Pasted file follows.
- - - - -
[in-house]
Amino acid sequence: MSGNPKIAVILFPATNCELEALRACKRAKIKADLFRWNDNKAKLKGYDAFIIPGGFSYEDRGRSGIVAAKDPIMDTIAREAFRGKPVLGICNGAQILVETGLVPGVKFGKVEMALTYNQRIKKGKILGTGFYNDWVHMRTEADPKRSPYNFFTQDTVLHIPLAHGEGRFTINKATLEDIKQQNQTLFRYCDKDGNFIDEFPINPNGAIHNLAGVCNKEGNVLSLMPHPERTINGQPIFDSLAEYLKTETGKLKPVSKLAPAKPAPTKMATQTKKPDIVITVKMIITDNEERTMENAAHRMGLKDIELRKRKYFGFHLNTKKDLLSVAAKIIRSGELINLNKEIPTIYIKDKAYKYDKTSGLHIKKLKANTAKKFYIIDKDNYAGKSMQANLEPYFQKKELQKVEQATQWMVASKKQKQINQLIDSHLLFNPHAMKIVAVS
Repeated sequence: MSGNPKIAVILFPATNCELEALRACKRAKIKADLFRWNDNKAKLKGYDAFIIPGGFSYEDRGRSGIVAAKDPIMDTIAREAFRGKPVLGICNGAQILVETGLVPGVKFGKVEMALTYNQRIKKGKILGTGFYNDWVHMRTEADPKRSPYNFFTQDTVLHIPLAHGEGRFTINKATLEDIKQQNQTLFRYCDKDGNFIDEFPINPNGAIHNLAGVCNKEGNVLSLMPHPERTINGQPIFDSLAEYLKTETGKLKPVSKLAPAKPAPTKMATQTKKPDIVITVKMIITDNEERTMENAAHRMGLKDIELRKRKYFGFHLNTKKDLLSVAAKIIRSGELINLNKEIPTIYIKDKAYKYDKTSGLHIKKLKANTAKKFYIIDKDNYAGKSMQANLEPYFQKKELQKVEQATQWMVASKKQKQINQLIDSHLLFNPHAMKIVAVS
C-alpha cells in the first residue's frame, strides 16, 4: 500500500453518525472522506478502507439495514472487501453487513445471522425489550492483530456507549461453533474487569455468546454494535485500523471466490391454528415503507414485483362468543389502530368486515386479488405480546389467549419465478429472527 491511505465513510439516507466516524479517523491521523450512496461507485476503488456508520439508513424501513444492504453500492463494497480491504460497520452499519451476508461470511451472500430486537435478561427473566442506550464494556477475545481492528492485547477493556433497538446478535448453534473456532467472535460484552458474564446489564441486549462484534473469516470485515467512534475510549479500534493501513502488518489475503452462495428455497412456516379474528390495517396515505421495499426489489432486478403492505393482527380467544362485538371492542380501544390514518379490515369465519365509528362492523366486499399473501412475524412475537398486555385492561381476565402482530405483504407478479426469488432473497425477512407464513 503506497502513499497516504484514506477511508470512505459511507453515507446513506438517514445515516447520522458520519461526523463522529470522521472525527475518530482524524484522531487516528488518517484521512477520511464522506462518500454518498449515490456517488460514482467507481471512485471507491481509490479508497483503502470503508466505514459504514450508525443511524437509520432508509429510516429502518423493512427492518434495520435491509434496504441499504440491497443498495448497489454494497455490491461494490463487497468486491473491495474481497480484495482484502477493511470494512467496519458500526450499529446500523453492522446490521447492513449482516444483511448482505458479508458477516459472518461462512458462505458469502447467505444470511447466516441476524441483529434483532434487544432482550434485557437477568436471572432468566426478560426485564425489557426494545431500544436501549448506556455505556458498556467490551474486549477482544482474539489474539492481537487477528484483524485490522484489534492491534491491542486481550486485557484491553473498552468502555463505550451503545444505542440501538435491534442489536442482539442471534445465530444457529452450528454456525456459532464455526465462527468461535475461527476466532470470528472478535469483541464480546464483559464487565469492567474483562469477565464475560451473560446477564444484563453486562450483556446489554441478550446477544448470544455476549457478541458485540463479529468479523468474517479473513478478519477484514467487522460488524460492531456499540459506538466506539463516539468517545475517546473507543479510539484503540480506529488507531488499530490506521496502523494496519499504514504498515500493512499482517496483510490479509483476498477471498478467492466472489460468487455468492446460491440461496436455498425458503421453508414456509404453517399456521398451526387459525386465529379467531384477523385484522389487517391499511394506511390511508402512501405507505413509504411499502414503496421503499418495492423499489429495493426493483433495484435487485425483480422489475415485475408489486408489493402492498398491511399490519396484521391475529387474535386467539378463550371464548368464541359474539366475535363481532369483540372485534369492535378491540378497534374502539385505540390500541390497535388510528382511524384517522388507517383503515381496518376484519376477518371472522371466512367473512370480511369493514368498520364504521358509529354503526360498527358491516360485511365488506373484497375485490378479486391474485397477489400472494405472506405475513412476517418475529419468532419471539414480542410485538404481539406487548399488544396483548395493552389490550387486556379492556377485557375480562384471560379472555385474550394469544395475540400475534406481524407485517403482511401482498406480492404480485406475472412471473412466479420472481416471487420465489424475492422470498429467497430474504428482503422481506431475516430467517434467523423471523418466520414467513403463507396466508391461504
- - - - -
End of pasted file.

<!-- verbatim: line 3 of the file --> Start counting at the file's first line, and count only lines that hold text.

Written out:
Repeated sequence: MSGNPKIAVILFPATNCELEALRACKRAKIKADLFRWNDNKAKLKGYDAFIIPGGFSYEDRGRSGIVAAKDPIMDTIAREAFRGKPVLGICNGAQILVETGLVPGVKFGKVEMALTYNQRIKKGKILGTGFYNDWVHMRTEADPKRSPYNFFTQDTVLHIPLAHGEGRFTINKATLEDIKQQNQTLFRYCDKDGNFIDEFPINPNGAIHNLAGVCNKEGNVLSLMPHPERTINGQPIFDSLAEYLKTETGKLKPVSKLAPAKPAPTKMATQTKKPDIVITVKMIITDNEERTMENAAHRMGLKDIELRKRKYFGFHLNTKKDLLSVAAKIIRSGELINLNKEIPTIYIKDKAYKYDKTSGLHIKKLKANTAKKFYIIDKDNYAGKSMQANLEPYFQKKELQKVEQATQWMVASKKQKQINQLIDSHLLFNPHAMKIVAVS